• 11. SUICIDE  13 prisoner suicides in 10 years (Ogloff, 2014)  23% (n=3) no identified mental health concerns  Majority with Mood disorder or HPD – with PD  Recent Coronial inquest (Coroner White, 2014)  Commented on 6 recent custodial suicides  2 (P1); 3 (P2); 1 no psychiatric rating  4 out of 5 – provisional diagnosis (depression)
  • 12. SECLUSION  SASH Risk = Seclusion in Observation Cell  Increases mental instability, slows recovery Source: Victorian Ombudsman (2011).
  • 13. SECLUSION  Accurate system-wide data is limited  MAP data (first 6 months 2014)  167 prisoners – 1 day to several weeks  At clearance 96% had a Psychiatric (P) rating  6 individuals no identified mental health issues  47% (n=80) had <P1 psychiatric rating Source: Forensicare, (August 2014; unpublished).
  • 14. SOLITARY CONFINEMENT  Violence Risk = Solitary Confinement  168 management beds (133 public; 35 private)  99 Long-Term Management beds  80% (n=79) public  75% of LTM had no psychiatric rating  Limited proactive mental health monitoring  25% have pre-existing Psychiatric ratings  Minimal intervention: Medication & monitoring Source: Sentence Management Unit (March 2014; Personal Communication).
  • 15. UNIDENTIFIED DEMAND  Custodial mental health lacks clinical breadth  Mirrors community inpatient services  Evident through:  Low identification rates of IMF, HPD and ID/ABI  Adherence to a medical model of illness  ‘Sluggish’ uptake of Courts position in Verdins  Mismatch in ‘Community equivalence’  Under-estimation of mental health needs Source: Gee & Ogloff (2014).
  • 16. IMPETUS FOR CHANGE  Several recent Coronial enquires/findings into deaths in custody  Judicial questioning of service provision  Victorian Ombudsman’s reviews (2011; 2012; 2014)  Revise prisoner access to psychiatric services  Increase prisoner mental health accommodation  Enhance services for the range of mental health problems  Training Correction’s Victoria staff on mental health identification  Review management of, and therapeutic approaches for, SASH  Address provision of rehabilitation & transitional programs
  • 17. IDENTIFYING AREAS OF PRIORITY  Aim to broaden custodial mental health by focusing on unmet service needs  Identification through contemporary literature, data analysis, discussion with stakeholders and anecdotal evidence  See: Gee, (2014); Gee & Ogloff (2014); Rushworth (2011); Schilders & Ogloff (unpublished); Victorian Ombudsman (2011; 2012; 2014)  Primary Stakeholders: Justice Health; Corrections Victoria; Major Offenders Unit; Sentence Management Unit; Forensicare; GEOCare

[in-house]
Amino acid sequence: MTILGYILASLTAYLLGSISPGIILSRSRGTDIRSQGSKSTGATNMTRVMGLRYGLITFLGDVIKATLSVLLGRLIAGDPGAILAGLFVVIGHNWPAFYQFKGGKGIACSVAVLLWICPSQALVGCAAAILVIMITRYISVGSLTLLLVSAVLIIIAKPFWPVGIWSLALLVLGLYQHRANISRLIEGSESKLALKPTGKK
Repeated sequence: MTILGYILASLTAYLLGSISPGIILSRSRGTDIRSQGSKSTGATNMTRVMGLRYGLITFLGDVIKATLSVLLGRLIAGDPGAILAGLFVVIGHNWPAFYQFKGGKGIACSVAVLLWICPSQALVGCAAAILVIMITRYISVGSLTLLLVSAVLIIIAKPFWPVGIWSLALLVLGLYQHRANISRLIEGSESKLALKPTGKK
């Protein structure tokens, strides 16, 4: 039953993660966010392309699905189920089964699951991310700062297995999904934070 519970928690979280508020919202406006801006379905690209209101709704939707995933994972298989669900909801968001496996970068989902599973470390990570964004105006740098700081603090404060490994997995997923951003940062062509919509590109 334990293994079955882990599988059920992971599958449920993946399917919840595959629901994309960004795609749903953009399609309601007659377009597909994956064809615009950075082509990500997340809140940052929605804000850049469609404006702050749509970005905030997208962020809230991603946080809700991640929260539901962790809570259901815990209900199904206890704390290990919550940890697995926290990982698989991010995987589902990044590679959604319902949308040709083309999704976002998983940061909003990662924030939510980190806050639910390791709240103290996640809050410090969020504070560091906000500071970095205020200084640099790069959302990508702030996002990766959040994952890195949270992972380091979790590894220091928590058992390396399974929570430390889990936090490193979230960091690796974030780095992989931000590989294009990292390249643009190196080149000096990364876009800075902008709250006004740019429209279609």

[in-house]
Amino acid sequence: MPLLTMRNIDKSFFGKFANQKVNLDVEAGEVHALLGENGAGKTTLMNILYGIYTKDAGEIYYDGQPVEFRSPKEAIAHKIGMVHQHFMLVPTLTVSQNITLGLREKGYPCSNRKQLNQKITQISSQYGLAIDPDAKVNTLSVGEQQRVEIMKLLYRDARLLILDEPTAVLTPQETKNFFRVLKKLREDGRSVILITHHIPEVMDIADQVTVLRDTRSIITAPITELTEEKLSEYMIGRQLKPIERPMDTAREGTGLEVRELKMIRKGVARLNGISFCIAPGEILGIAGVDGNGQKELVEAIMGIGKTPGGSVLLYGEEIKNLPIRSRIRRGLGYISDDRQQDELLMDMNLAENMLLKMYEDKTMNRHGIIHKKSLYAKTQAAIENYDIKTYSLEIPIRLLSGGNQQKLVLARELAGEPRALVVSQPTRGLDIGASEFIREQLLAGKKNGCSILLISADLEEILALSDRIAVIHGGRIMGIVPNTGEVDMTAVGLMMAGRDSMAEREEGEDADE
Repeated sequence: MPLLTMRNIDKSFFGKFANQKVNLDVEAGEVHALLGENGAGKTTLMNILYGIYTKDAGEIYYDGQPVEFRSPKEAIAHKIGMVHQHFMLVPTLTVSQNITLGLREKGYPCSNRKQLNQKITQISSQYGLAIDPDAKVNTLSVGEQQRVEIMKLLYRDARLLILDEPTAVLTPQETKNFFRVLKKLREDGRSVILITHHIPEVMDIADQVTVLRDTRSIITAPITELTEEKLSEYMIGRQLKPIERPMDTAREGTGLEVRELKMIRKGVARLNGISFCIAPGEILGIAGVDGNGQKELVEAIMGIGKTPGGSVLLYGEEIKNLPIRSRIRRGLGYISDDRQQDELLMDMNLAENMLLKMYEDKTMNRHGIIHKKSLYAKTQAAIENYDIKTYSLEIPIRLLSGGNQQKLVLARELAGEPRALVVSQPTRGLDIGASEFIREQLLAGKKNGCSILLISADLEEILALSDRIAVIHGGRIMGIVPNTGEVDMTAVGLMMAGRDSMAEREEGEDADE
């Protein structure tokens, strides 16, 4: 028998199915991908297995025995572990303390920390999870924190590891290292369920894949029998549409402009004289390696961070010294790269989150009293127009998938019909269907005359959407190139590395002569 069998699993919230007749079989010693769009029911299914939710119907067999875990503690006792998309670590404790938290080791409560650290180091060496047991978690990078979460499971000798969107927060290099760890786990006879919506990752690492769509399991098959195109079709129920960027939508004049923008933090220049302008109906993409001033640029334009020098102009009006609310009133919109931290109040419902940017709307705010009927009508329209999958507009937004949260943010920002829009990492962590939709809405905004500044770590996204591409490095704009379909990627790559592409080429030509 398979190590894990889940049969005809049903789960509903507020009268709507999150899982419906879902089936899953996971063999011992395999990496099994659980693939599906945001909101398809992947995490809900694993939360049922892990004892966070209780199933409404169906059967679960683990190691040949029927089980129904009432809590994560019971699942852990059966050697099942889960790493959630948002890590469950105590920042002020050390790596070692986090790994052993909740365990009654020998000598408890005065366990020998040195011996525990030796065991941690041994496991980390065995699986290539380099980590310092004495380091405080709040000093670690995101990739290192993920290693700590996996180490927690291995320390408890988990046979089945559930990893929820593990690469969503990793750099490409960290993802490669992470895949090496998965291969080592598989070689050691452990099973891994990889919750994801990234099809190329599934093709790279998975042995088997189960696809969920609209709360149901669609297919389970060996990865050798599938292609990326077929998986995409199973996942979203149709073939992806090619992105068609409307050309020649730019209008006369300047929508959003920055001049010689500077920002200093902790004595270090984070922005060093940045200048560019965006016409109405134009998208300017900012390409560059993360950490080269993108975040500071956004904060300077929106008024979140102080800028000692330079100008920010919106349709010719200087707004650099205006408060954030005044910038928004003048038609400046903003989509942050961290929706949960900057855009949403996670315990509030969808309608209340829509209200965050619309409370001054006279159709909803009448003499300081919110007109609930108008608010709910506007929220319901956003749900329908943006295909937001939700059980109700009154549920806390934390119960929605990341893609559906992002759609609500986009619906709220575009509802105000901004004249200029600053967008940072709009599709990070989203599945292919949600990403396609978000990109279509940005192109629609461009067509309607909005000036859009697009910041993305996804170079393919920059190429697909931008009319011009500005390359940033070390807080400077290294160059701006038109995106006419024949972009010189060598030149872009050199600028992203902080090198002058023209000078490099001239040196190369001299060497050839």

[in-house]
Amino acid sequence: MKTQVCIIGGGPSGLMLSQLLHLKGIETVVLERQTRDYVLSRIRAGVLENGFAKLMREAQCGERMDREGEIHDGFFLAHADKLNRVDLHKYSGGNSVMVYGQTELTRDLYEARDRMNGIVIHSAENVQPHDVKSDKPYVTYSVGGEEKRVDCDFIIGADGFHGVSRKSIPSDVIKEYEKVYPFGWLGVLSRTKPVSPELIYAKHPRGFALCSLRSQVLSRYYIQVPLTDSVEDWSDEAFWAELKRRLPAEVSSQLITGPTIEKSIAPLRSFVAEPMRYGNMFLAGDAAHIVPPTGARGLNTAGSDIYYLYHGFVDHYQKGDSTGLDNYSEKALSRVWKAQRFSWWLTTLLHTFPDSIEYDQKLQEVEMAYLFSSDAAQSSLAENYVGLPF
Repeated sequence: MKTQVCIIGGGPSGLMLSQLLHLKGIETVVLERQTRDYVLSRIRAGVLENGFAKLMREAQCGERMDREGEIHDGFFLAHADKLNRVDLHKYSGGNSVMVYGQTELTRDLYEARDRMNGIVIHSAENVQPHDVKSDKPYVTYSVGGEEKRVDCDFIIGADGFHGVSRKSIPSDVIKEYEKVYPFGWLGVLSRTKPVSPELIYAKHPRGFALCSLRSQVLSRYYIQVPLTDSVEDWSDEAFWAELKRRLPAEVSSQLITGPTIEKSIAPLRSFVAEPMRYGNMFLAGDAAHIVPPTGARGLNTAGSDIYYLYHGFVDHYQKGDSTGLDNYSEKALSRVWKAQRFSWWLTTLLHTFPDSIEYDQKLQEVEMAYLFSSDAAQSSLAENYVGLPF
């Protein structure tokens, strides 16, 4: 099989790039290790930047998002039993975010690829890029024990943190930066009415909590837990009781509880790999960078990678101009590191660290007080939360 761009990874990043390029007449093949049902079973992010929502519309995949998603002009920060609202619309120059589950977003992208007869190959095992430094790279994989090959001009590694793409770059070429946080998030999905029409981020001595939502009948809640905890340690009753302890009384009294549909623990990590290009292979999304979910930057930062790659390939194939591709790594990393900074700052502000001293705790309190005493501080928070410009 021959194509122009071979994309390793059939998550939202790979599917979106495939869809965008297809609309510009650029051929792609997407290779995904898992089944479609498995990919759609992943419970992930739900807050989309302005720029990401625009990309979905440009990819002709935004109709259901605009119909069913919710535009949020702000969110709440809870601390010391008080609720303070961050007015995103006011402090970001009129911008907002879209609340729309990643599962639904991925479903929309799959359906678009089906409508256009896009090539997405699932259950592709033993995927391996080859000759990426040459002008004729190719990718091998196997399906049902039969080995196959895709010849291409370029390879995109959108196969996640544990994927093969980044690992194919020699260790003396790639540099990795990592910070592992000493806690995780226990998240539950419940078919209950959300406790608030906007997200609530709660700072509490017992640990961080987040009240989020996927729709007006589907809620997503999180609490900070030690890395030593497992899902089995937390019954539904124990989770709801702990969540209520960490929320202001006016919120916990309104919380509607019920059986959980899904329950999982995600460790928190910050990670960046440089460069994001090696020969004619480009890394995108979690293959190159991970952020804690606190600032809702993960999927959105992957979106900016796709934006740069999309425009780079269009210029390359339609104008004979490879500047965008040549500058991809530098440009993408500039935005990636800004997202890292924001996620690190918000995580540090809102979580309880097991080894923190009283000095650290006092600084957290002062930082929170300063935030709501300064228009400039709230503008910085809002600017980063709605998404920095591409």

• 18. Service targets were operationalised around four overlapping areas of need:  Identified Service Gaps  Blockage within the existing model  Comprehensive clinical services  Co-morbidity & tailored CALD services KEY SERVICE AREAS
  • 19. KEY TARGET - 1  Service gaps in custodial mental healthcare:  Identification of Impaired Mental Functioning  Services for High Prevalence Disorders  Suicide and Self-Harm (SASH) services  Enhanced mental health interventions for MMI  Mental health in solitary confinement  Correctional education on mental health
  • 20. KEY TARGET - 2  ‘Blockages’ in the existing service model:  Centralised service provision  Bed-blockage, turn-over & bounce-back  Mental health step-down  Diagnostic services outside of MAP  Transitional services & care-pathways  Resource drain & secondary staff impacts
  • 21. KEY TARGET - 3  Comprehensive mental health assessment, intervention and clinical management:  Secondary interventions for MMI/IMF/HPD  Interventions for solitary confinement  Targeted SASH intervention/management  Enhanced follow-up & transition planning  Education on mental health management
  • 22. KEY TARGET - 4  Areas of co-morbidity:  Major Mental Illness (MMI)  Impaired Mental Functioning (IMF)  Neuro-Developmental Disorders (ID/ASD)  Acquired Brain Injury (ABI)/Dementia  Challenging & externalizing behaviours  Services for Aboriginal & Torres Strait Islander populations and Culturally & Linguistically Diverse (CALD) prisoners